The COVID-19 pandemic came as a bolt from the blue in 2020, impacting lives, livelihoods, and businesses. However, it also came with learnings for organizations – learnings that are reshaping the business paradigm for good. For one, organizational leaders now accept that their digital transformation initiatives were not mature enough to handle a global disruption of this scale. As a result, they have shifted their immediate focus to holistic digital transformation in order to bounce back from the abyss, safeguard their future interests, and rapidly adapt to the new normal. This shift in priorities, initially posed challenges galore, but is now offering fresh opportunities to reinvent operating models. The Retail and CPG industry was particularly susceptible to a disruption of this nature, but the new normal has opened new avenues for this fast-moving industry.
Cloud Computing: Enhanced Consumer Experience at Reduced IT Costs
The Retail and CPG industry is known to be innovation friendly, but the pandemic showed that even the retail giants were not digitally prepared to take on a disruption of this nature. The first casualty of the pandemic was the global supply chain, bringing production and distribution of goods to a grinding halt. Supermarket stands ran dry due to supply chain disruption as well as panic buying. The retail and CPG organizations had to think and act fast to turn around their fortunes. Companies such as Amazon benefited from their continued focus on digital transformation and cloud-based business model. Soon, retailers small and big wanted to follow suit with cloud adoption.
Cloud enabled work infrastructure in Retail and CPG: Why is it more important than ever?
While most retail organizations had been investing in their digital transformation initiatives for years, not all of them were up to pace. The pandemic accelerated these initiatives with organizations desperately looking to survive and then turn around. One of the first things to have come out of this situation was for industry leaders to adopt evolutions such as cloud computing, big data, and analytics. With customers apprehensive about leaving the safety of their homes, conducting business online was the only way. But, this also implied additional pressure on their IT infrastructures and processes. They required end-to-end digitization immediately, and the primary need was to move IT workloads and customer interfaces to cloud-native environments. By adopting cloud technologies, the retail companies quickly saw value in the form of driving efficiencies in the supply chain, elevating consumer experience, and cutting-edge integration of tried-and-tested but legacy applications.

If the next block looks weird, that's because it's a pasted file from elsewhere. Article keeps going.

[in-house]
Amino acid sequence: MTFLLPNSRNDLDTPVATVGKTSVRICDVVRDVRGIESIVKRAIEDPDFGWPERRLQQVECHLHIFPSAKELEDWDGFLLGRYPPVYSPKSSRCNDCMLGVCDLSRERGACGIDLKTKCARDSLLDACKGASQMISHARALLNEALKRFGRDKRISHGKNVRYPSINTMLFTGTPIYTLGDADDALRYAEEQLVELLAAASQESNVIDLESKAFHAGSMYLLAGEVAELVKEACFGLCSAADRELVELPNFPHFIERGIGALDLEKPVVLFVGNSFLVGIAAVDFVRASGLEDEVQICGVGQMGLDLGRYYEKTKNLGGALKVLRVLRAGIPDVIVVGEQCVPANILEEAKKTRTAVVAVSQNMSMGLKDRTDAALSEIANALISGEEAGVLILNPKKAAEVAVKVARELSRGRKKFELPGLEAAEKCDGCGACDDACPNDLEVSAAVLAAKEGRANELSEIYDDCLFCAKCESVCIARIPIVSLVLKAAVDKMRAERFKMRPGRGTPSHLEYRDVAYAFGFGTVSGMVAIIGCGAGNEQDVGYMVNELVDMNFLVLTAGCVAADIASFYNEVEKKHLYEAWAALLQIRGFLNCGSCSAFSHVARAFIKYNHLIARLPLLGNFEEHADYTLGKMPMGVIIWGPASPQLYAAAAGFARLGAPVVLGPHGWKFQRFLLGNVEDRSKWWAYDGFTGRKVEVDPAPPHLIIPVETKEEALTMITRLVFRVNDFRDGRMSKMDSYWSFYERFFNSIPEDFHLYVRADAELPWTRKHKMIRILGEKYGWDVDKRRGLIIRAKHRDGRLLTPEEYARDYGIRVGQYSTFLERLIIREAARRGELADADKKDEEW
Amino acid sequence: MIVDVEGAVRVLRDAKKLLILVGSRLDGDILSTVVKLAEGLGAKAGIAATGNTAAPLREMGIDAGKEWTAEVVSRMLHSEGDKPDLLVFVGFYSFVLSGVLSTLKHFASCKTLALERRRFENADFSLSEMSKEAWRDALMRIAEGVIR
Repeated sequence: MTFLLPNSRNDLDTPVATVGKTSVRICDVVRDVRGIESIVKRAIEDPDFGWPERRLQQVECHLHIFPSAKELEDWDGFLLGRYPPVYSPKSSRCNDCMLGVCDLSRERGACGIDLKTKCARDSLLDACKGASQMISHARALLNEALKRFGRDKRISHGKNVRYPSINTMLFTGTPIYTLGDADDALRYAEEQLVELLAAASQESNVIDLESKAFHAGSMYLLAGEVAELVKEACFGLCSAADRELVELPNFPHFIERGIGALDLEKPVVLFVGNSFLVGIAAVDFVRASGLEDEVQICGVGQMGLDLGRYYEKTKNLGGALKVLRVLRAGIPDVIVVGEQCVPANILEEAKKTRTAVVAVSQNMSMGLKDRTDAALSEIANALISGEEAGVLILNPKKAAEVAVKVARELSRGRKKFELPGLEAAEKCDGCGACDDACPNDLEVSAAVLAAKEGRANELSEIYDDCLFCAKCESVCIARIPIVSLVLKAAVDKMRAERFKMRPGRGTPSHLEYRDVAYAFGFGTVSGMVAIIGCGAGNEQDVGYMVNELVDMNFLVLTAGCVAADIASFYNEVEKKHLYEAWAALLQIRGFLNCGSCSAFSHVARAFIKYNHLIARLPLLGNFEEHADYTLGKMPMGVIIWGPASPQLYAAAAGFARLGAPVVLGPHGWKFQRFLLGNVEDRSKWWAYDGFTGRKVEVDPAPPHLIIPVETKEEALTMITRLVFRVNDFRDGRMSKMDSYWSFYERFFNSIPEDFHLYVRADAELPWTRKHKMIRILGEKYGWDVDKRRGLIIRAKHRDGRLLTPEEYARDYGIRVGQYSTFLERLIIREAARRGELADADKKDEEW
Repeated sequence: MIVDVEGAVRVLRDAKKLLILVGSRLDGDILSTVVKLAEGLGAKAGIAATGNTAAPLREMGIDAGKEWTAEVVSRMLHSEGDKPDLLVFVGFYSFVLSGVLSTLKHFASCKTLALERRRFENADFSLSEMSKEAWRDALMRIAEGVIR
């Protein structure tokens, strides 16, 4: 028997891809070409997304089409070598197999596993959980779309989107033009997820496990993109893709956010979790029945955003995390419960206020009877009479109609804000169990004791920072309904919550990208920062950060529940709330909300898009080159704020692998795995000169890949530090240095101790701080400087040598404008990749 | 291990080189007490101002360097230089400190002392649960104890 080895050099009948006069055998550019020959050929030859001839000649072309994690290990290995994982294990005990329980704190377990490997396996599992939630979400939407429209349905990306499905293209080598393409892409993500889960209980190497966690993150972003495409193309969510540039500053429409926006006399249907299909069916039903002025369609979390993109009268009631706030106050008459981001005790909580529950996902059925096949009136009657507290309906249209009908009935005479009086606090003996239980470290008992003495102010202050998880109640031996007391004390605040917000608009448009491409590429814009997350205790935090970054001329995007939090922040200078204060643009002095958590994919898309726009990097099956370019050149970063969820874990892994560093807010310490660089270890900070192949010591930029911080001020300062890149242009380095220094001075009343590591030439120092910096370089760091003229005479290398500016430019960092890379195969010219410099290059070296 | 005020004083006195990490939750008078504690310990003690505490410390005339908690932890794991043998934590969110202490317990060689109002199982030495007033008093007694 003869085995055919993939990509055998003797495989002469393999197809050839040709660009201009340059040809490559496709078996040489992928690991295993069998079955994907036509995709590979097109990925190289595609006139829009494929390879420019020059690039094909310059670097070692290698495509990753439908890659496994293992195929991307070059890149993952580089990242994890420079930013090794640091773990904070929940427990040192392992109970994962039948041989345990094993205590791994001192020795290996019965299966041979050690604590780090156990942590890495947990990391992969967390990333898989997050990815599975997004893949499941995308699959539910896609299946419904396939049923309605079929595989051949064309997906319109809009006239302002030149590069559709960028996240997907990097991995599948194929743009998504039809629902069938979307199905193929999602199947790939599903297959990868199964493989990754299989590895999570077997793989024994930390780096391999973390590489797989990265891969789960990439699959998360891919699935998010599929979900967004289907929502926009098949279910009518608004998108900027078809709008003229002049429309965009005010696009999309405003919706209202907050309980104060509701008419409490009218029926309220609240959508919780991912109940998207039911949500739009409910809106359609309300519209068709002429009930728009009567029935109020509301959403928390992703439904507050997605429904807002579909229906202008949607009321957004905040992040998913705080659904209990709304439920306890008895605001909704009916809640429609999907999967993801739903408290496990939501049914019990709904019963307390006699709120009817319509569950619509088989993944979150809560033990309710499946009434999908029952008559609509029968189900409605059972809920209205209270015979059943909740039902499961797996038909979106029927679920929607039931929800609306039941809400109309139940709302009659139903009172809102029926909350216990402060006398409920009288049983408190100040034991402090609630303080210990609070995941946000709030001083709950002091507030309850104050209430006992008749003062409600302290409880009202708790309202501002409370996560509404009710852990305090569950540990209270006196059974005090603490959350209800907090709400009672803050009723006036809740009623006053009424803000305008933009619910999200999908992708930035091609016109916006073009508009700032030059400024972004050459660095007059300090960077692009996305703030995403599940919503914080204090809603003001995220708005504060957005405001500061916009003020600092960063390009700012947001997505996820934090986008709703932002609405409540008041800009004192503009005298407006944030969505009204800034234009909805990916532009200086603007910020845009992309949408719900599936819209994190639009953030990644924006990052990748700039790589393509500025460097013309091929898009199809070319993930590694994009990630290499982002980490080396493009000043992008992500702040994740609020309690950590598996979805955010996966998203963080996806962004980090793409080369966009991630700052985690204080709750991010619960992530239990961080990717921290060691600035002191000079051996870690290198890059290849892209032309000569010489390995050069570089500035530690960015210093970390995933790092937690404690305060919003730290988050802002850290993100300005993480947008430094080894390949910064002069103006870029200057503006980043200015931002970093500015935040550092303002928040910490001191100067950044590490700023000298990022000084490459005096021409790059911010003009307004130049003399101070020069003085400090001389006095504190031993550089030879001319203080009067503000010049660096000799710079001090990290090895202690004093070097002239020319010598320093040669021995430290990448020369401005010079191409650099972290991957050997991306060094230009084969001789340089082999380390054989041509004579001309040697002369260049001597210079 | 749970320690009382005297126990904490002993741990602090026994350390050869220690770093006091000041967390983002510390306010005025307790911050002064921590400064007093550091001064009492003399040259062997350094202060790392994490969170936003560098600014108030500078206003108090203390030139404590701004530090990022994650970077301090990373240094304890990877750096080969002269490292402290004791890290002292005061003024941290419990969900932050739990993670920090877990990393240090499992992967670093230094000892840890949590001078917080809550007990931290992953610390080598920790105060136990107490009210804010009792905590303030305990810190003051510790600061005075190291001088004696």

Cloud migration is the most sensible decision. It reduces IT costs remarkably, meaning that retail organizations can bounce back faster from their 2020 difficulties and also allocate more funds to experiments and innovations, especially in the fields of Artificial Intelligence (AI) and Machine Learning (ML). Improved agility offered by cloud computing solutions translates to quicker completion of projects and faster time to value. Cloud migration has helped retail companies set up digital customer assistance centers and logistical chains within days, resulting in healthier revenue streams and enhanced consumer experience.
Infrastructural Growth: Digitized Stores, Warehouses, and Supply Chain
Along with cloud migration of the workloads, retail companies also recognized the need to thoroughly digitize their on-premise operations. The new normal dictated physical distancing, reduced use of workforces, and overall safety of human resources. So, from being an industry that thrived on human interactions, much of the workload now had to be entrusted to machines. It is fair to say that the new normal demands a seamless synergy between humans and machines to unlock new business frontiers and retailing experiences. With the help of emergent technologies such as Internet of Things (IoT), Augmented and Virtual Reality (AR/VR), and enterprise-wide automation, retail and CPG organizations are not only compensating for the lack of hands on the factory floor, but are actually getting more from less.
The new paradigm of the retail business is witnessing both workforces and consumers operating from home, doing business virtually over computers and smart devices. This has given rise to new-age delivery models such as Buy Online Pickup in Store (BOPIS) and Buy Online Pickup at Curb (BOPAC). But, these models rely on seamless, frictionless delivery that requires smart sensors which can effectively read details such as addresses, car registration numbers, and even faces. Similarly, cutting-edge computer vision tech is aimed at enhancing the in-store customer and associate safety experience by identifying density, shopper traffic, and adherence to physical distancing norms.
Similarly, smart devices and sensors offer crucial, real-time insights on store inventory depending on multiple parameters. This real-time analysis would otherwise take hours to do manually. Depending on order pickups across stores and deliveries on locations, retailers have an end-to-end visibility of the store and warehouse inventories. Accordingly, retailers can restock immediately or proactively redirect customers to stores with available stocks. No customer likes being welcomed by empty store racks or “out of stock” notes. It affects consumer experience and loyalty, and these are exactly what a recuperating retail and CPG industry cannot afford. Working in harmony with smart machines and bots also improves the efficiency of human resources and enables them to address more critical challenges and interact better with customers.
The new normal is slowly but surely shaping the future of retail and CPG industry, and companies can ill afford to miss the digital bus now. The future of CPG is here and the future is now.